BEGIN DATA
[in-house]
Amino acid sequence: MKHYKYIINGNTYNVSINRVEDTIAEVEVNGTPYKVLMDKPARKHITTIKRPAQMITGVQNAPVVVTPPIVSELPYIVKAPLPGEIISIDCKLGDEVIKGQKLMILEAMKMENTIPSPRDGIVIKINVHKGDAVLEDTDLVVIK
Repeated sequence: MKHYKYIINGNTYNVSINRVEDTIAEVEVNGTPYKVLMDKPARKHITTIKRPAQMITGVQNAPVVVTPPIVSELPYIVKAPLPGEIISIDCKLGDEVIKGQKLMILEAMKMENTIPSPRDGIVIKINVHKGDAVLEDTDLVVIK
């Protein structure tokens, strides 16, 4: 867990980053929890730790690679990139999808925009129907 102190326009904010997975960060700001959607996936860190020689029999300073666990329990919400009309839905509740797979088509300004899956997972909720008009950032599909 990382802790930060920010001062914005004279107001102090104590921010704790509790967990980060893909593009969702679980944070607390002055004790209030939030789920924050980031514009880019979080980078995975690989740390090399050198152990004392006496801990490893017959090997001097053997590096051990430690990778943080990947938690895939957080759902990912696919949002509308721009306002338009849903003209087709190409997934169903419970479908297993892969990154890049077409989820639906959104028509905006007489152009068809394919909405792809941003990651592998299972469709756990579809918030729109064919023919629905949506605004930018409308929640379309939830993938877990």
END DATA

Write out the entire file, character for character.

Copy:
[in-house]
Amino acid sequence: MKHYKYIINGNTYNVSINRVEDTIAEVEVNGTPYKVLMDKPARKHITTIKRPAQMITGVQNAPVVVTPPIVSELPYIVKAPLPGEIISIDCKLGDEVIKGQKLMILEAMKMENTIPSPRDGIVIKINVHKGDAVLEDTDLVVIK
Repeated sequence: MKHYKYIINGNTYNVSINRVEDTIAEVEVNGTPYKVLMDKPARKHITTIKRPAQMITGVQNAPVVVTPPIVSELPYIVKAPLPGEIISIDCKLGDEVIKGQKLMILEAMKMENTIPSPRDGIVIKINVHKGDAVLEDTDLVVIK
């Protein structure tokens, strides 16, 4: 867990980053929890730790690679990139999808925009129907 102190326009904010997975960060700001959607996936860190020689029999300073666990329990919400009309839905509740797979088509300004899956997972909720008009950032599909 990382802790930060920010001062914005004279107001102090104590921010704790509790967990980060893909593009969702679980944070607390002055004790209030939030789920924050980031514009880019979080980078995975690989740390090399050198152990004392006496801990490893017959090997001097053997590096051990430690990778943080990947938690895939957080759902990912696919949002509308721009306002338009849903003209087709190409997934169903419970479908297993892969990154890049077409989820639906959104028509905006007489152009068809394919909405792809941003990651592998299972469709756990579809918030729109064919023919629905949506605004930018409308929640379309939830993938877990």